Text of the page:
Friday, April 14, 2006
Belief and Faith
As children, we absorb beliefs from our parents, teachers, church and peers. We learn and correct these beliefs as we go. We know we don't understand much, and our brains soak up information like sponges.
As adults, we know that beliefs of other adults can be odd, misguided, ill-informed, poorly conceived, misbegotten, peculiar, funny, goofy, patently false, wrong, or even evil and malicious. But most of us never think these things of our own beliefs.
We think what anyone believes is beyond control. As a friend of mine said recently, "You either get it or you don't."
On this view, if we believe we must fly an airplane into the Capitol and blow it up, we cannot be held responsible for this belief. We should neither be blamed nor praised for this belief, any more than we could be praised for blond hair or blamed for brown eyes.
Also, then, faith or lack of faith deserves no judgement. "You either get it or you don't."
We do hold people responsible. We do say it is wrong to think you should use a jet as a weapon, it is wrong to kill innocent life. Even when a man claims his religion teaches this belief, we hold him morally and legally accountable for it.
The progress of science consists of refining and sometimes completely changing beliefs about the way the physical world works. We progress from a demon theory of disease, in which disease results from possession, to a germ theory of disease. Our beliefs as a culture both evolve, building on prior belief; and undergo revolutions.
As individuals, we can continue to learn and grow in our understanding. We can choose to take responsiblity for that progress. Or not.
Sadly, the end of adolesence marks the end of mental and spiritual as well as physical growth for the multitudes.
When we grow up, we put our families and loved ones first. Other interests, while important, become secondary.
Consider the formidable task of going to school, to Sunday School, to lessons and classes as an adult. Think about the challenge of fitting a decent reading schedule with good books and articles into an already full life.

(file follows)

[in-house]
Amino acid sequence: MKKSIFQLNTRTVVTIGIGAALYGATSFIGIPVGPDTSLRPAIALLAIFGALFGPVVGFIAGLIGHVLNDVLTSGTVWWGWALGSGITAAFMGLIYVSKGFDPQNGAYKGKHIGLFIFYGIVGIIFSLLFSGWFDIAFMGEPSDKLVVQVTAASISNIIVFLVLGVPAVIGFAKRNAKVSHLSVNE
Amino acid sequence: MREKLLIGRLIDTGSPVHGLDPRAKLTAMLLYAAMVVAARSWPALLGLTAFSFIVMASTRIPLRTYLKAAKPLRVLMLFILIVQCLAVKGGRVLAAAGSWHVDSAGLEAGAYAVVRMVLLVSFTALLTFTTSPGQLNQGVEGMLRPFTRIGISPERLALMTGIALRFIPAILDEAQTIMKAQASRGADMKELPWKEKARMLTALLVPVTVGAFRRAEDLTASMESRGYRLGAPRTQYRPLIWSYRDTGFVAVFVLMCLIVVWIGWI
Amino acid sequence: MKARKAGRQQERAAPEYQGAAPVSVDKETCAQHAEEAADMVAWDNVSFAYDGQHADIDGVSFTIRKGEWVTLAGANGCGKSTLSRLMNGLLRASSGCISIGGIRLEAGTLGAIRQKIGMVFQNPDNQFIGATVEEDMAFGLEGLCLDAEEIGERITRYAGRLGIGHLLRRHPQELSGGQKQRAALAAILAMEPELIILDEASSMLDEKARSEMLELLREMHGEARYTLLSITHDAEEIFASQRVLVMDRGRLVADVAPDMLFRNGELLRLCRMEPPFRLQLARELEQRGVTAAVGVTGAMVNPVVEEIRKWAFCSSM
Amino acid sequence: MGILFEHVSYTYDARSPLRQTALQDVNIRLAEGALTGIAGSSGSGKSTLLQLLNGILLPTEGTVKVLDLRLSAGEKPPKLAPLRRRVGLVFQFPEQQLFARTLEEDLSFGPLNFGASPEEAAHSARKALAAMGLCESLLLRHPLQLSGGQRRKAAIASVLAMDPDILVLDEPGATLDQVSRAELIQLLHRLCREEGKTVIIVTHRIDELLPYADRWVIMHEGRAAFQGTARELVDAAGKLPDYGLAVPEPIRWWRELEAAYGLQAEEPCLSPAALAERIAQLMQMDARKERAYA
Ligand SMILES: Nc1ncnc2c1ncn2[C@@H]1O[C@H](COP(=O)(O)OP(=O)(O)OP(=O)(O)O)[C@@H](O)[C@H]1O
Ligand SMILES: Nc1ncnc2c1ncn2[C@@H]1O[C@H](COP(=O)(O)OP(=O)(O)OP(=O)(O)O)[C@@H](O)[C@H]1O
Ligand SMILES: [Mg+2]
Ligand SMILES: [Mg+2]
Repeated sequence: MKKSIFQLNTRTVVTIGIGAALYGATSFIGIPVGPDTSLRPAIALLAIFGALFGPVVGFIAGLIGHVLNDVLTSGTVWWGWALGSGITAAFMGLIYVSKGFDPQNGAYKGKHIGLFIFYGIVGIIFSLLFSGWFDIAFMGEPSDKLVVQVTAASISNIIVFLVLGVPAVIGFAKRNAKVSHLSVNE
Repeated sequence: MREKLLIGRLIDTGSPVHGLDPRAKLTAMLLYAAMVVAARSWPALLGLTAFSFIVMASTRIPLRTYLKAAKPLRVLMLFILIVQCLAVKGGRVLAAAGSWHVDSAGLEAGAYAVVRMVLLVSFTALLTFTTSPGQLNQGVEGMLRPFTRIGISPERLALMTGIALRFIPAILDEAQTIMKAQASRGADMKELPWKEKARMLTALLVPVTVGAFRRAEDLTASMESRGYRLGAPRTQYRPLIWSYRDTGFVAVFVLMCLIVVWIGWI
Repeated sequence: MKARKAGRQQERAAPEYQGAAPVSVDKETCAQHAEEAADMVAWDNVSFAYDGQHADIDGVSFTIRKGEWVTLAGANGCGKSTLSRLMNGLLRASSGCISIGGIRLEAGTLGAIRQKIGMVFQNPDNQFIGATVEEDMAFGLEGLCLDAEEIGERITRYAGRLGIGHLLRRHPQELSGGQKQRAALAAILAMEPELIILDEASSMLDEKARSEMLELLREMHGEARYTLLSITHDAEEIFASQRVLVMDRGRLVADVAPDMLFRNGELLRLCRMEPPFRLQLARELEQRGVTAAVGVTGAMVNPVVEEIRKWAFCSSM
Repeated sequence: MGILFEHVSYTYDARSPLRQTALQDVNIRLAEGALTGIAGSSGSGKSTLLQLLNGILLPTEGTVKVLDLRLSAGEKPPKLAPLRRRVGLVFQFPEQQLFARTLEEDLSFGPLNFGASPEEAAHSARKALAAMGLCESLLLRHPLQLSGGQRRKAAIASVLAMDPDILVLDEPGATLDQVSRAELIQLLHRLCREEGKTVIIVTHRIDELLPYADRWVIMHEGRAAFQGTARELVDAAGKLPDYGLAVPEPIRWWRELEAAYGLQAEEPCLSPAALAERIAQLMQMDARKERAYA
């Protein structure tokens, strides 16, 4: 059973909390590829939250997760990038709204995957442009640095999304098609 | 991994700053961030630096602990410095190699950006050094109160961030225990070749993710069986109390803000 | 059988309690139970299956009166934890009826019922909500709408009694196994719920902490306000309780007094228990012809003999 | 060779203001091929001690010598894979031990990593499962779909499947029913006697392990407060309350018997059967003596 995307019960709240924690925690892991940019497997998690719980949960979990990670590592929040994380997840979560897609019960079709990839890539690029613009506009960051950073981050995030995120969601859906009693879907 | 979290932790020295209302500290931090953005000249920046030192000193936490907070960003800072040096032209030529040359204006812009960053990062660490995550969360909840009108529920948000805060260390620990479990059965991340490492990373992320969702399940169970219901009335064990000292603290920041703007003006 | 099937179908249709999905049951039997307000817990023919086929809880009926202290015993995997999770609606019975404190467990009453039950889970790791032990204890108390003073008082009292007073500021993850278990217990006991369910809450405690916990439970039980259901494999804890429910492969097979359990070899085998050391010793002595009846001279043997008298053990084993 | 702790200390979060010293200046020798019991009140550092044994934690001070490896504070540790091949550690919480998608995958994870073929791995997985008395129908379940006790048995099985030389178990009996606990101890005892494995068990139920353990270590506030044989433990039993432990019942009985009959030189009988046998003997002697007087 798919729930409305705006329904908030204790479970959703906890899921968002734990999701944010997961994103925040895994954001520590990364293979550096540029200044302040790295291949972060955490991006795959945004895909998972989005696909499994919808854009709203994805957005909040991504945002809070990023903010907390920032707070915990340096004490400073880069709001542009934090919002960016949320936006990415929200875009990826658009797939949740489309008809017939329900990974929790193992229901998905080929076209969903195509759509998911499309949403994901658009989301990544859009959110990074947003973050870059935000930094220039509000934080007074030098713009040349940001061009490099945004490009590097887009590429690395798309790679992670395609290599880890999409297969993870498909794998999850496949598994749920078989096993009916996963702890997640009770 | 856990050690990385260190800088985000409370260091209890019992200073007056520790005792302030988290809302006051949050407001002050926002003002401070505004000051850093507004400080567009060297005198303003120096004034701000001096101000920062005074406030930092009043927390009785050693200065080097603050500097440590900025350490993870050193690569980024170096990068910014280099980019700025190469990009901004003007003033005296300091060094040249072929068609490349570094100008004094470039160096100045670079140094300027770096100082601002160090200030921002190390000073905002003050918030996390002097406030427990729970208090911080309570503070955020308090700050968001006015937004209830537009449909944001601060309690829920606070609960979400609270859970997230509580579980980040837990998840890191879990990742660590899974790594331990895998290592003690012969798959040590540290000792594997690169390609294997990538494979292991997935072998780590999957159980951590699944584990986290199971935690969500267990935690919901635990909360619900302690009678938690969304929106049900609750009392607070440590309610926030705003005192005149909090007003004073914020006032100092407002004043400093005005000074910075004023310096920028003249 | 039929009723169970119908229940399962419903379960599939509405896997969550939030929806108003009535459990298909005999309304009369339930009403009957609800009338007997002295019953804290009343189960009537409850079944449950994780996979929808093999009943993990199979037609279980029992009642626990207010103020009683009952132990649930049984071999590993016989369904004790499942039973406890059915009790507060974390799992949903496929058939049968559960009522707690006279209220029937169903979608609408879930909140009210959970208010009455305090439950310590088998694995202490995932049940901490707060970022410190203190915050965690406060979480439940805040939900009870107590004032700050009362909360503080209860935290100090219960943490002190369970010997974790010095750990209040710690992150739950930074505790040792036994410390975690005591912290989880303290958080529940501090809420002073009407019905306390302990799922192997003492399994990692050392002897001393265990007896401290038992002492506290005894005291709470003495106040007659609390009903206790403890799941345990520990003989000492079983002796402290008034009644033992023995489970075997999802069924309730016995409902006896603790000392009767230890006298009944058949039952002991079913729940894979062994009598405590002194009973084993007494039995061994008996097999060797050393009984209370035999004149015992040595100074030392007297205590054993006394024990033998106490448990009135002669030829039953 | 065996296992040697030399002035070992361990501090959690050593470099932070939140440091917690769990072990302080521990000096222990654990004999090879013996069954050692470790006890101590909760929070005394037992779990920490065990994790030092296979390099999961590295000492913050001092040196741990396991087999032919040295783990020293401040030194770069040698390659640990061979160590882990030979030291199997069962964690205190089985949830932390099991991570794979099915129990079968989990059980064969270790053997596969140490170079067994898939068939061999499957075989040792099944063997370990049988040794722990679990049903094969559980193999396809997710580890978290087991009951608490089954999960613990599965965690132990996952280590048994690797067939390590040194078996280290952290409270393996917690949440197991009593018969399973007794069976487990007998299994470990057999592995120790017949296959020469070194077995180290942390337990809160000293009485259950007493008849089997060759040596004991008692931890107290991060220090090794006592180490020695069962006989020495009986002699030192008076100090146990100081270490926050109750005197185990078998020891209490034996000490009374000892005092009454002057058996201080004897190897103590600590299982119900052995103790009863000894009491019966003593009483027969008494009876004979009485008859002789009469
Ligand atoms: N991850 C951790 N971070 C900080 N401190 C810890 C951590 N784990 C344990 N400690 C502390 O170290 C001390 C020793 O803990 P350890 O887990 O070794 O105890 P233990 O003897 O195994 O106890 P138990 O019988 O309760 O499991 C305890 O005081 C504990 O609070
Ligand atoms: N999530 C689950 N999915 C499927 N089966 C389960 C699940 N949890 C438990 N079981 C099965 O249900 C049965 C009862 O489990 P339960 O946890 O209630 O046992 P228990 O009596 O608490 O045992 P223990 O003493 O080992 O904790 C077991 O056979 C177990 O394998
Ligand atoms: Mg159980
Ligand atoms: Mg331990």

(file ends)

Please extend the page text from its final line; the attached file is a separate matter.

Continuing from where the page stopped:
Then there's the temptation to watch tv, to go to the movies, plays, games, concerts, clubs, dancing, drinking, poker, casinos, boating, golfing, etc., etc., etc. Any of these activities may increase wisdom or uplift the soul, but mostly, they don't. These entertainments have their place, but all too often their place is to displace other, more important activities.
Now, a word from Jesus: Ask and it will be given to you; seek and you will find; knock and the door will be opened to you. For everyone who asks receives; he who seeks finds; and to him who knocks, the door will be opened. (Mat 7:7-8.)
And: He who has ears to hear, let him hear. (Mark 4:9.)
What could be more important than wisdom?
We Americans strive to own the biggest house, the shinest new cars, the youngest looking, most perfect bodies. We work hard to conquer our competition, and reckon our success in piles of lucre. Always, we want the best.
We know also, that beliefs guide our actions. Beliefs carry moral consequences.
Why then, do we not struggle to form the best beliefs? If beliefs form on the basis of evidence, of learning and thought, why don't we put real effort into forming the best beliefs?
A belief can be rational, clear, well-thought out, internally consistent, consistent with other knowledge and belief, helpful and good. We predict the future based on our beliefs, and can check the accuracy of our ideas by examining the results.
We must be open to the possibility of error and ready to change our minds when presented with sufficient evidence.
We must become schooled in the arts of logic and rhetoric. We must identify fallacies when confronted with the writing and speech of those who seek to deceive us.
We should take as much pride in our mental conditioning as we do in our physical conditioning. We should praise what is wise and condemn what is foolish, and struggle to become wise enough to know the difference.
Faith that grows out of this effort is hard won faith. Faith that results from work and study, from seeking wisdom, is the kind of faith I believe Jesus challenges us to earn.
If you simply soak up faith from your upbringing, how is that worthy of praise? You might as well take credit for having the right parents, or being born into a peaceful country. Those things reflect good fortune, not merit.
Of course, it is blessed to born into faith, a blessing like the grace given to us by God.
But it is also blessed to ask, and be answered; to seek, and to find; to knock, and to watch the door open.
It is blessed to have the ears to hear; and then to hear.
I believe welfare includes: Social Security, Medicare, Medicaid,food stamps, government aid services, and public schools(I think that the Family/Church/State-to a much lesser extent than the previous- should be taking care of education, not the Feds) . I haven't heard of Title 8, what is that?.
In response to the verses, That is referring to the citizens, we as citizens, as Christians are supposed to take care of others, not the government. I actually just posted what I found to be the government's role and providing welfare is not liad out anywhere in the job of government. That is delegated to the people.
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